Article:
Neuronal firing sensitivity to morphologic and active membrane parameters.

Weaver CM, Wearne SL - PLoS Comput. Biol. (2007)

Sensitivity of Spontaneous Firing Rate to Model Parameters Varied Across Parameter Space(A–C) Somatic voltage traces and normalized sensitivity coefficients to perturbations of active (								, 								, 								, Kp, RCa, 								, 								, 								) and morphologic (L + D, L + SA, D + SA) parameters, for the models labeled A, B, and C in Figures 3A and (D) (colored triangles). For some regions of parameter space (points A and B), the pattern of parameter sensitivities was similar. In other regions (C), the sensitivity to several parameters changed dramatically (compare colored bars in [A] and [B] versus [C]), so that the relative influence of different parameters on spontaneous firing rate was changed.							(D) Firing rate sensitivity to D + SA of all optimized models, as a function of their location in the [								, 								, 								] subspace. The points shown in (A–C) above are labeled (A, B, and C), with color indicating the magnitude and sign of firing rate sensitivity to D + SA according to the colorscale shown on the right. Arrows show the directions along which sensitivity to D + SA was relatively constant (thin arrow), and along which it changed substantially (thick arrow). Along this principal direction, even the sensitivity sign reversed (yellow circle, marked with “+”). In the 11 models shown as filled circles, firing rate sensitivity was largest to the morphologic parameter D + SA than to any active parameter. Open squares show the four models for which firing rate sensitivity was greater to at least one active parameter than to D + SA.
© Copyright Policy
Related In: Results  -  Collection

Show All Figures
getmorefigures.php?uid=PMC2211531&req=5

pcbi-0040011-g004: Sensitivity of Spontaneous Firing Rate to Model Parameters Varied Across Parameter Space(A–C) Somatic voltage traces and normalized sensitivity coefficients to perturbations of active ( , , , Kp, RCa, , , ) and morphologic (L + D, L + SA, D + SA) parameters, for the models labeled A, B, and C in Figures 3A and (D) (colored triangles). For some regions of parameter space (points A and B), the pattern of parameter sensitivities was similar. In other regions (C), the sensitivity to several parameters changed dramatically (compare colored bars in [A] and [B] versus [C]), so that the relative influence of different parameters on spontaneous firing rate was changed. (D) Firing rate sensitivity to D + SA of all optimized models, as a function of their location in the [ , , ] subspace. The points shown in (A–C) above are labeled (A, B, and C), with color indicating the magnitude and sign of firing rate sensitivity to D + SA according to the colorscale shown on the right. Arrows show the directions along which sensitivity to D + SA was relatively constant (thin arrow), and along which it changed substantially (thick arrow). Along this principal direction, even the sensitivity sign reversed (yellow circle, marked with “+”). In the 11 models shown as filled circles, firing rate sensitivity was largest to the morphologic parameter D + SA than to any active parameter. Open squares show the four models for which firing rate sensitivity was greater to at least one active parameter than to D + SA.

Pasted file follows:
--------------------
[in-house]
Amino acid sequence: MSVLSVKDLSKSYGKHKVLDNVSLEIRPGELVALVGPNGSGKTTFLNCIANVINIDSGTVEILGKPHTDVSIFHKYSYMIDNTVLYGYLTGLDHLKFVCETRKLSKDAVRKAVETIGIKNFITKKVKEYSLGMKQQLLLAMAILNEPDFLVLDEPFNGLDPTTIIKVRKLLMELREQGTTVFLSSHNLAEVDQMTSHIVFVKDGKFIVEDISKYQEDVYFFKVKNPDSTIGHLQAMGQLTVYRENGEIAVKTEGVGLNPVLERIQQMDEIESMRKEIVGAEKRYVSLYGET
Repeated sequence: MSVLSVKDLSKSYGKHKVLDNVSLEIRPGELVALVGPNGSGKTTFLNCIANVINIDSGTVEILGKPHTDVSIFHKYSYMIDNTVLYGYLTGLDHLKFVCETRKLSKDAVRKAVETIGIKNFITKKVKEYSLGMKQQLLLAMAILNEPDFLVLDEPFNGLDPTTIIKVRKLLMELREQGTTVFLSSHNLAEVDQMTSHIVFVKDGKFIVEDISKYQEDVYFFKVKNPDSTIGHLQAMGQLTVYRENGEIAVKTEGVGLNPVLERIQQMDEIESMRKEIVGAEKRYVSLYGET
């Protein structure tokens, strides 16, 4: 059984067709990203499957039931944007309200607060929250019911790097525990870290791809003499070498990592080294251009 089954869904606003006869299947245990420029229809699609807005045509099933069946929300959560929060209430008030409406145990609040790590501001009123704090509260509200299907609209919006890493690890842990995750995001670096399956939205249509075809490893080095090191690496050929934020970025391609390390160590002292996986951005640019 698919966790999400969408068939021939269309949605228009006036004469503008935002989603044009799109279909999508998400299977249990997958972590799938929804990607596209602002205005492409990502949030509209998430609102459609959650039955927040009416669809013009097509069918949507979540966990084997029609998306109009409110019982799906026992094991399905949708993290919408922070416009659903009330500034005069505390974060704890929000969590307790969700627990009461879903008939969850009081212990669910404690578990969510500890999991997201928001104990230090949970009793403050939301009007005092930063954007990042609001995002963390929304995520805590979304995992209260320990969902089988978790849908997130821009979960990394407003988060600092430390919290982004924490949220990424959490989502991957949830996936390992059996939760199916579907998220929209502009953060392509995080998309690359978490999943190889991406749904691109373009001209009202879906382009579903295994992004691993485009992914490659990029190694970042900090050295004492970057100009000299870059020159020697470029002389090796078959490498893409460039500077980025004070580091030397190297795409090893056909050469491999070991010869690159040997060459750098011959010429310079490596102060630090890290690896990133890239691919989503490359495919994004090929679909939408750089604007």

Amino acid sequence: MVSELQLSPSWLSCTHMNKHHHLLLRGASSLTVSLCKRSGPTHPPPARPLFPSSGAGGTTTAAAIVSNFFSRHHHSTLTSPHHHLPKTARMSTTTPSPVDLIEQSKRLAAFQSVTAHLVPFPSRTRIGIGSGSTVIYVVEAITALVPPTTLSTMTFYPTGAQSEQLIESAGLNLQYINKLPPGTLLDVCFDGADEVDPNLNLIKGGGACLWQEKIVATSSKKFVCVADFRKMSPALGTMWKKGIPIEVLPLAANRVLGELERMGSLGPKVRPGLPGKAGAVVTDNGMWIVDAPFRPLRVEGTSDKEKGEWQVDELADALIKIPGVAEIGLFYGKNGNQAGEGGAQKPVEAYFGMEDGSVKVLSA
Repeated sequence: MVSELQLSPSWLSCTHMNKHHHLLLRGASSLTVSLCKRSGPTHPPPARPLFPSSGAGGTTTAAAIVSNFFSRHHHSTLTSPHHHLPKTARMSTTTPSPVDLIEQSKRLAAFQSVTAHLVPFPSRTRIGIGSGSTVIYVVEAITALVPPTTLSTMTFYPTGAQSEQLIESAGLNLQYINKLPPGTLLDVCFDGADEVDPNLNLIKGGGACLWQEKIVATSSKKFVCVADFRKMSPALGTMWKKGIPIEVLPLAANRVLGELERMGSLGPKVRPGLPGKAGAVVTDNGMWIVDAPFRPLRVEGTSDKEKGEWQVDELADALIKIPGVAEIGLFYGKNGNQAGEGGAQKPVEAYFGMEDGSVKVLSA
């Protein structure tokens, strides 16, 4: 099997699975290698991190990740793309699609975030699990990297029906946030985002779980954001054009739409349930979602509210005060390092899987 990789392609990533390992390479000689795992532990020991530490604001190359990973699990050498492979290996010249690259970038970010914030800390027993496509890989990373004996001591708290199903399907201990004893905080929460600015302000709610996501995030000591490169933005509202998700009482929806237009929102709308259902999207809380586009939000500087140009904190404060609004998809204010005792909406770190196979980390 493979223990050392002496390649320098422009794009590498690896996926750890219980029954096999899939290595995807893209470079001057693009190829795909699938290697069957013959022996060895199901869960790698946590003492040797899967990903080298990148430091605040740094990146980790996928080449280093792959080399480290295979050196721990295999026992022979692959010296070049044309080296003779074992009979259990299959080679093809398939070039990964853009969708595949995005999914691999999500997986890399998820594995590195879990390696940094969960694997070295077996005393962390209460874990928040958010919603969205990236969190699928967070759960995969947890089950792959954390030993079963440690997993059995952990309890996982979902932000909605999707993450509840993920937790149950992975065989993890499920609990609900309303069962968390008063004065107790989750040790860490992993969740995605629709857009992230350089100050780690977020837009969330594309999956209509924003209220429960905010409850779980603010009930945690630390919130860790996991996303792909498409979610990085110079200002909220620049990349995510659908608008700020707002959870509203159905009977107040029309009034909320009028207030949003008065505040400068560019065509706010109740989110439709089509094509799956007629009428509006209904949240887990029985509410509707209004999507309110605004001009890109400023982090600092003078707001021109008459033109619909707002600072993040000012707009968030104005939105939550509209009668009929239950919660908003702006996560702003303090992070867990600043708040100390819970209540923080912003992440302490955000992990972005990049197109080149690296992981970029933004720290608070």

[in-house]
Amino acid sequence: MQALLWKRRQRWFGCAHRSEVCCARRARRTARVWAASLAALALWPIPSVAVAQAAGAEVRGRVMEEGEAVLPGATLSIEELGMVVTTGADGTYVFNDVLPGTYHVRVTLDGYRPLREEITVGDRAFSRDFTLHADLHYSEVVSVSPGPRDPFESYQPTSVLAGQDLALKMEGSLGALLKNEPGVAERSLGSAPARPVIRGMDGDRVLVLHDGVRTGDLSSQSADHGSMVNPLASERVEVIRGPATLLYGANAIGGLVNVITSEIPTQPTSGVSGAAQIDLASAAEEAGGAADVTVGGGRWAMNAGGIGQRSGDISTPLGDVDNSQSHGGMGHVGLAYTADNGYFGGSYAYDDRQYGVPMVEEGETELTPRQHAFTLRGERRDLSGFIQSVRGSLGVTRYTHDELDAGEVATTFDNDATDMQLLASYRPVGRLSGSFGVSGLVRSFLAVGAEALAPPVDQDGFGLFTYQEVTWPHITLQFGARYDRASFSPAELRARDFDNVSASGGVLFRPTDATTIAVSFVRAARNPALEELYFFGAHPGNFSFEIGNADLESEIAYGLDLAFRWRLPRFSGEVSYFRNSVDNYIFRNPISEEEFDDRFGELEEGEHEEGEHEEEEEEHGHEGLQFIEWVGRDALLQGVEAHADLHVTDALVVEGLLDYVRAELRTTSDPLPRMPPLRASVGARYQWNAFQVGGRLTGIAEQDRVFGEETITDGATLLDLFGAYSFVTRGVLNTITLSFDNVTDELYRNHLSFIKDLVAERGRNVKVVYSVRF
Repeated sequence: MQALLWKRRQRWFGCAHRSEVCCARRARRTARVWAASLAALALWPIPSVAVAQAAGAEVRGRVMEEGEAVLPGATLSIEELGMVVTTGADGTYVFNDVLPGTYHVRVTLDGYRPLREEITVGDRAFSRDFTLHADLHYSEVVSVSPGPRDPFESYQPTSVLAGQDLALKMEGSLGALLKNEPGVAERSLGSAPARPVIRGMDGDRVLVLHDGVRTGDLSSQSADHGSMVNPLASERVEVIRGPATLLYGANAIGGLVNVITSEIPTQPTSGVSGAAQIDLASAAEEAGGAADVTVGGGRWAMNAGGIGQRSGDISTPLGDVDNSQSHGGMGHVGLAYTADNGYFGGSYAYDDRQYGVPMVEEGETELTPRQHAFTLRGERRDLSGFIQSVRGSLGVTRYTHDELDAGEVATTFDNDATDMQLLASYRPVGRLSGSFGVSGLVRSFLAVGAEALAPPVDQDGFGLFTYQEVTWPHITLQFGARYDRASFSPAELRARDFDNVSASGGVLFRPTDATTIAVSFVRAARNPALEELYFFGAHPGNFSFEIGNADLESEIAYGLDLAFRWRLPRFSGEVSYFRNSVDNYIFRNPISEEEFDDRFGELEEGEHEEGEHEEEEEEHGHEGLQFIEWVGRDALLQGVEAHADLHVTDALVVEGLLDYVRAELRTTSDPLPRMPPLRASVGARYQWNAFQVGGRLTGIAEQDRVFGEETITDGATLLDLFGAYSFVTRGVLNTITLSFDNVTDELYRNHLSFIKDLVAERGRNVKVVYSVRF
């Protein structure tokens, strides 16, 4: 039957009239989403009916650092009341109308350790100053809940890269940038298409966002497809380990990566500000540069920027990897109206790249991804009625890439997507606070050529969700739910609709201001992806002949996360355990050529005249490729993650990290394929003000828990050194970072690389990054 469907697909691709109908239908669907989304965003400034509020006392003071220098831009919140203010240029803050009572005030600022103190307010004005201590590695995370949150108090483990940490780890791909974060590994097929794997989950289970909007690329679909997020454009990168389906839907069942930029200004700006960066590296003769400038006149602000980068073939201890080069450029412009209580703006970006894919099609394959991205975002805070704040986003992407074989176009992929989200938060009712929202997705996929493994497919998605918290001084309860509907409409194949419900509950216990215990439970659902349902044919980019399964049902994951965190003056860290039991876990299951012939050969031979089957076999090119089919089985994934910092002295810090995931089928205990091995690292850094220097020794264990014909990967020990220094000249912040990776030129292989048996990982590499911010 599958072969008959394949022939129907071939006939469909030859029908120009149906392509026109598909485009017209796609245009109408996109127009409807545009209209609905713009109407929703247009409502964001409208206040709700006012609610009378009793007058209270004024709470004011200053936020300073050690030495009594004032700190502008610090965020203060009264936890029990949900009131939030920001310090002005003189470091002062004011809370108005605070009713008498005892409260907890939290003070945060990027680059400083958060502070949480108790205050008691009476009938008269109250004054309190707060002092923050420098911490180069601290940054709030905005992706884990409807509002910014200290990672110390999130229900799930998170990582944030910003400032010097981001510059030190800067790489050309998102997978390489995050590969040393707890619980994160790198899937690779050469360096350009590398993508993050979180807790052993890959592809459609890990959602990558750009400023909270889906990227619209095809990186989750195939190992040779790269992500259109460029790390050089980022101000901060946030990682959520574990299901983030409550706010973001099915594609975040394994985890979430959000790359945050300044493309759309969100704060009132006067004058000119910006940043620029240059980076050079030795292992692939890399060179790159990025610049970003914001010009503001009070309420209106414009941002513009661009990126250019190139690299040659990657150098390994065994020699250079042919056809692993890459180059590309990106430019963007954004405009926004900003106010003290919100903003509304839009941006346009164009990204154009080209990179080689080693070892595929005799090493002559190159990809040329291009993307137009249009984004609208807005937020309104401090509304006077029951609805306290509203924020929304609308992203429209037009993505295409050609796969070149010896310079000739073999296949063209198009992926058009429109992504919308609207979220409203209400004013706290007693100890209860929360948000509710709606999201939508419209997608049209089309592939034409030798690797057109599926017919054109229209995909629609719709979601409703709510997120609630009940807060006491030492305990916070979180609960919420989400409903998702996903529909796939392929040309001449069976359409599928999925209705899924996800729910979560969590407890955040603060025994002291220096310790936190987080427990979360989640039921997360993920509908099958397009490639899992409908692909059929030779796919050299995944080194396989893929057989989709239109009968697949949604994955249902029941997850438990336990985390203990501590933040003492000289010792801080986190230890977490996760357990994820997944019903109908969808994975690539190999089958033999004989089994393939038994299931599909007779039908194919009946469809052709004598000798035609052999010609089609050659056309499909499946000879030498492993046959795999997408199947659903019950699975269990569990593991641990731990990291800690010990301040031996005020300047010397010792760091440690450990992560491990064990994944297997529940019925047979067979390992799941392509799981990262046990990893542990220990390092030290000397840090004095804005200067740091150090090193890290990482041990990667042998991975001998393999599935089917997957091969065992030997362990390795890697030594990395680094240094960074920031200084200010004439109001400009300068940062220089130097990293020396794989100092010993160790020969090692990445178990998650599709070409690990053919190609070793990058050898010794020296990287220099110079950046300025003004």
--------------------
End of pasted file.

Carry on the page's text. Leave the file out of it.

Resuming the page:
Mentions: (A) Location in nine-dimensional parameter space of the 15 optimized passive dendrite models (gray circles and colored triangles), shown in three 3-D subspaces: [ , , ] (top); [Kp, RCa, ] (middle); and [ , , ] (bottom). Voltage traces and sensitivity coefficients of three models represented as colored triangles (A, B, and C) are compared in (B), (C), and Figure 4.

Bottom Line: We found domains where different groups of parameters had the highest sensitivities, suggesting that interactions within each group shaped firing behaviors within each specific domain.Significantly, we can predict which active conductances, and how many of them, will compensate for a given age- or development-related structural change, or will offset a morphologic perturbation resulting from trauma or neurodegenerative disorder, to restore normal function.Thus, sensitivity landscapes, and the quantitative predictions they provide, can give new insight into mechanisms of homeostasis in any biological system.

View Article: PubMed Central - PubMed

Affiliation: Laboratory of Biomathematics, Mount Sinai School of Medicine, New York, New York, United States of America. christina.weaver@mssm.edu

ABSTRACT
Both the excitability of a neuron's membrane, driven by active ion channels, and dendritic morphology contribute to neuronal firing dynamics, but the relative importance and interactions between these features remain poorly understood. Recent modeling studies have shown that different combinations of active conductances can evoke similar firing patterns, but have neglected how morphology might contribute to homeostasis. Parameterizing the morphology of a cylindrical dendrite, we introduce a novel application of mathematical sensitivity analysis that quantifies how dendritic length, diameter, and surface area influence neuronal firing, and compares these effects directly against those of active parameters. The method was applied to a model of neurons from goldfish Area II. These neurons exhibit, and likely contribute to, persistent activity in eye velocity storage, a simple model of working memory. We introduce sensitivity landscapes, defined by local sensitivity analyses of firing rate and gain to each parameter, performed globally across the parameter space. Principal directions over which sensitivity to all parameters varied most revealed intrinsic currents that most controlled model output. We found domains where different groups of parameters had the highest sensitivities, suggesting that interactions within each group shaped firing behaviors within each specific domain. Application of our method, and its characterization of which models were sensitive to general morphologic features, will lead to advances in understanding how realistic morphology participates in functional homeostasis. Significantly, we can predict which active conductances, and how many of them, will compensate for a given age- or development-related structural change, or will offset a morphologic perturbation resulting from trauma or neurodegenerative disorder, to restore normal function. Our method can be adapted to analyze any computational model. Thus, sensitivity landscapes, and the quantitative predictions they provide, can give new insight into mechanisms of homeostasis in any biological system.

Show MeSH
Related in: MedlinePlus